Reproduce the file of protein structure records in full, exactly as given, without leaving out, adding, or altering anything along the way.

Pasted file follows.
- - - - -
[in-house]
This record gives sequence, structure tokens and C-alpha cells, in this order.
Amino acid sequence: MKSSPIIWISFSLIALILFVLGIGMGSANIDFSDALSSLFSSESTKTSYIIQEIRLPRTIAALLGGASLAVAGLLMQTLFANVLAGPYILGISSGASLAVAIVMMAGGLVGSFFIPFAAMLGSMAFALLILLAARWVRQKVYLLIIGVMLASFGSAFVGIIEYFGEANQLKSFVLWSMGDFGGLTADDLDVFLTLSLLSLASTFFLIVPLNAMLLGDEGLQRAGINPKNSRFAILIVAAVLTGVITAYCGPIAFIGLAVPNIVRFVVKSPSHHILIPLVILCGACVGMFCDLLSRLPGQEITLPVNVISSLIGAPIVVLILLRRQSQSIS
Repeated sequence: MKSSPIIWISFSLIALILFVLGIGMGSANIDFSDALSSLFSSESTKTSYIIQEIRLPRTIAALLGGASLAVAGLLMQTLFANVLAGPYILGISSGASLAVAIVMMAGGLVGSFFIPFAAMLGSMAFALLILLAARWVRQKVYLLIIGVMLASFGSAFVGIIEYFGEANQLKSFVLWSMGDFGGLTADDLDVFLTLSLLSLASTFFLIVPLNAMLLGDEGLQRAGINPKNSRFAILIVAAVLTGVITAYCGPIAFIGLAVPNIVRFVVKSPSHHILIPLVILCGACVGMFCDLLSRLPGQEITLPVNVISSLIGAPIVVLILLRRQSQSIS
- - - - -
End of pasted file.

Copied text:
[in-house]
This record gives sequence, structure tokens and C-alpha cells, in this order.
Amino acid sequence: MKSSPIIWISFSLIALILFVLGIGMGSANIDFSDALSSLFSSESTKTSYIIQEIRLPRTIAALLGGASLAVAGLLMQTLFANVLAGPYILGISSGASLAVAIVMMAGGLVGSFFIPFAAMLGSMAFALLILLAARWVRQKVYLLIIGVMLASFGSAFVGIIEYFGEANQLKSFVLWSMGDFGGLTADDLDVFLTLSLLSLASTFFLIVPLNAMLLGDEGLQRAGINPKNSRFAILIVAAVLTGVITAYCGPIAFIGLAVPNIVRFVVKSPSHHILIPLVILCGACVGMFCDLLSRLPGQEITLPVNVISSLIGAPIVVLILLRRQSQSIS
Repeated sequence: MKSSPIIWISFSLIALILFVLGIGMGSANIDFSDALSSLFSSESTKTSYIIQEIRLPRTIAALLGGASLAVAGLLMQTLFANVLAGPYILGISSGASLAVAIVMMAGGLVGSFFIPFAAMLGSMAFALLILLAARWVRQKVYLLIIGVMLASFGSAFVGIIEYFGEANQLKSFVLWSMGDFGGLTADDLDVFLTLSLLSLASTFFLIVPLNAMLLGDEGLQRAGINPKNSRFAILIVAAVLTGVITAYCGPIAFIGLAVPNIVRFVVKSPSHHILIPLVILCGACVGMFCDLLSRLPGQEITLPVNVISSLIGAPIVVLILLRRQSQSIS